• Not notice or take an interest in what’s going on around them
  • Find it challenging to connect with others or make friends
  • Have difficulty understanding feelings or talking about them
  • Not play “pretend” games
  • Not share their interests or achievements with peers and parents
  • Prefer to stay alone most of the time or struggles with continuing play with peers
  • Lack fear or shows too much fear


Autistic children and teenagers experiencing speech and language differences may:

  • Speak in an unconventional tone, rhythm, or pitch and possibly sound like a Disney princess or end every sentence as if asking a question
  • Start speaking or babbling much later than other children
  • Repeat certain words or phrases over and over
  • Memorize and repeat lines from television shows or movies
  • Find it difficult to communicate their needs and desires
  • Have challenges following simple directions
  • Respond to questions by repeating them back instead of answering


Autistic children and teenagers experiencing nonverbal communication difficulties may:

  • Seem to have challenges with balance or coordination
  • Not make consistent eye contact
  • Seem detached and not respond to attempts to attract their attention
  • Find it difficult to regulate their facial expressions and show expressions that don’t match what they are saying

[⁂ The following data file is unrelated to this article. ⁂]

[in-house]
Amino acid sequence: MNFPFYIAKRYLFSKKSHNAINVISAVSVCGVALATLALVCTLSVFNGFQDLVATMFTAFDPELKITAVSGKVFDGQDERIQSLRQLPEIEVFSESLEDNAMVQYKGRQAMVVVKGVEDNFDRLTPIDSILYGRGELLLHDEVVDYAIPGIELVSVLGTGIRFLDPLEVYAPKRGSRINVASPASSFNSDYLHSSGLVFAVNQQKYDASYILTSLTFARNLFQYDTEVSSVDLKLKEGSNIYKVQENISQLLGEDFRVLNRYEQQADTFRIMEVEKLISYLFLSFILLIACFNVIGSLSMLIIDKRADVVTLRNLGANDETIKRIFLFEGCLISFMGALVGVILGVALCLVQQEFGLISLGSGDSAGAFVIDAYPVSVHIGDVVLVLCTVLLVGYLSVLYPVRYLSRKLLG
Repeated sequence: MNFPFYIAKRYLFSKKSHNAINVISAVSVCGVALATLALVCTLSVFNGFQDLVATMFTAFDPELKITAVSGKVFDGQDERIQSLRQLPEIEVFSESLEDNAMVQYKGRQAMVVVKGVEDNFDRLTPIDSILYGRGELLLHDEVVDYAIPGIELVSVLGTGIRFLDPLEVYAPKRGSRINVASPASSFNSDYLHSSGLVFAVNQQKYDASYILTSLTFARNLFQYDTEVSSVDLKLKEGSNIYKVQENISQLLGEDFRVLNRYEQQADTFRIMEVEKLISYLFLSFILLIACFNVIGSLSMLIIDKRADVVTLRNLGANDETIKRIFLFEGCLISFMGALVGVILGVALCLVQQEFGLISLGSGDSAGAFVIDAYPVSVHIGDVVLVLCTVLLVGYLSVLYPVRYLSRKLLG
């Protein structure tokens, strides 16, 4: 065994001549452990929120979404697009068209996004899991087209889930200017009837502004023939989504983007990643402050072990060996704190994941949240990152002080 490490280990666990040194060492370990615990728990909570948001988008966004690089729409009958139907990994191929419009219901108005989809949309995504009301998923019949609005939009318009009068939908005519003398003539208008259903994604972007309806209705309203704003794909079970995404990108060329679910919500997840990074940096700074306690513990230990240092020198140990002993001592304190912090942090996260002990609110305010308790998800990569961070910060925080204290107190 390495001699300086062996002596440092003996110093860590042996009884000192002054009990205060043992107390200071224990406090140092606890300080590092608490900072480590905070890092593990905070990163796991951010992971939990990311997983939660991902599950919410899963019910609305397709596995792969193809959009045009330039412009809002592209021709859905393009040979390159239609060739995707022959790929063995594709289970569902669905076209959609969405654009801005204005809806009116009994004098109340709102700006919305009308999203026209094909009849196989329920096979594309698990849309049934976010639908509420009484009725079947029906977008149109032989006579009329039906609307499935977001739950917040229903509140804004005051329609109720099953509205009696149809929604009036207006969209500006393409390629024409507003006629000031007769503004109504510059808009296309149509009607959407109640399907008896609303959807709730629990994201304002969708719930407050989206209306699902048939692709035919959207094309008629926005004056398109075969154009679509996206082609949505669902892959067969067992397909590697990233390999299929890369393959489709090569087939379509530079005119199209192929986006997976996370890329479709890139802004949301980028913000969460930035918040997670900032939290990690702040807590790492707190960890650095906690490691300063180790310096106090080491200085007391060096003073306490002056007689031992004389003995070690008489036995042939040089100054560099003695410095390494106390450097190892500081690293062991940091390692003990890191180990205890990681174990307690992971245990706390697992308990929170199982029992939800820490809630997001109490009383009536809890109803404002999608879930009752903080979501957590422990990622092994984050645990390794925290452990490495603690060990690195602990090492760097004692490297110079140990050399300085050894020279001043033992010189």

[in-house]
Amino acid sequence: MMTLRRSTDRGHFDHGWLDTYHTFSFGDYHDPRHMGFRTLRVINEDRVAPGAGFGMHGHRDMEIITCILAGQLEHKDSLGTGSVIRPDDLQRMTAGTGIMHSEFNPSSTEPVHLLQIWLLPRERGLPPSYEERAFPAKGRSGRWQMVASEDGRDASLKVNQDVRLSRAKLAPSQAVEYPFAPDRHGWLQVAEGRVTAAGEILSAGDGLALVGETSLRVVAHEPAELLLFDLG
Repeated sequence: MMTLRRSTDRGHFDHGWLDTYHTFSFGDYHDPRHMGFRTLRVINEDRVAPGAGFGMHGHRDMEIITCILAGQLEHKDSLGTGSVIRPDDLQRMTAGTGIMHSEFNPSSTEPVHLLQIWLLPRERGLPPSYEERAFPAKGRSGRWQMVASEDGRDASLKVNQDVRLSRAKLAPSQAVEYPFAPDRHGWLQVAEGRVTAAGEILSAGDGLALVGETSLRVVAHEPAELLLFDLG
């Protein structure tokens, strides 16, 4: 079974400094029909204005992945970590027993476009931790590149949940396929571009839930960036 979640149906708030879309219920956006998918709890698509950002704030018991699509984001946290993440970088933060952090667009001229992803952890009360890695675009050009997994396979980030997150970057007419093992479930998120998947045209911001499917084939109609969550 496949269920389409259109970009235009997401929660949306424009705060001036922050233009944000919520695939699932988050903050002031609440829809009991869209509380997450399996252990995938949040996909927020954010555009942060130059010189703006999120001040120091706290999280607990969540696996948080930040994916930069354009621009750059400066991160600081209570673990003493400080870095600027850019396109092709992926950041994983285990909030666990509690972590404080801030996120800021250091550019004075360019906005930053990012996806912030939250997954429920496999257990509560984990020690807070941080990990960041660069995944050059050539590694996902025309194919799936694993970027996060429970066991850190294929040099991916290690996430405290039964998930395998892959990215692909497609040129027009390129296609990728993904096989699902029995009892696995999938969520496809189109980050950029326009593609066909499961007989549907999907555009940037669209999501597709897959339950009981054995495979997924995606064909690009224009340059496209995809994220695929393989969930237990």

• Find it difficult understanding others' facial expressions, gestures, and tone of voice
  • Respond unexpectedly to some noises, smells, or textures where they are very sensitive or completely unresponsive to loud noises


Autistic children and teenagers showing repetitive behaviors and special interests may:

  • Follow a strict routine and find difficulty with change, like being a picky eater
  • Develop attachments to unusual objects like rubber bands or light switches
  • Have obsessive interests in unique, narrow topics, like sports statistics or train schedules
  • Have sensory issues like refusing to wear clothes with tags or being sensitive to noise
  • Spend a long time focusing on moving objects or specific parts of toys
  • Engage in self-stimulatory behavior (stimming) like rocking or twirling
  • Get upset by minor changes like changing the order of their toys
  • Exhibit unique posture or mannerisms like arching their back while sitting or walking only on toes

Does autism look different by gender?

In some cases, cisgender girls (a person whose gender identity is the same as their sex assigned at birth) may show different or fewer characteristics of autism compared to cisgender boys. While most of the signs mentioned above are common for both genders, some can be harder to spot in girls. 


Girls with autism often hide certain traits very well, known as “masking” or “social camouflaging,” and spend a lot of energy trying to adapt to social norms. Research shows that girls with autism are generally more successful in forming friendships. Studies also show that girls with autism are much less likely to engage in visible repetitive behaviors than boys.4 All of this makes it harder to identify autism in some girls, and essential to be aware of certain traits.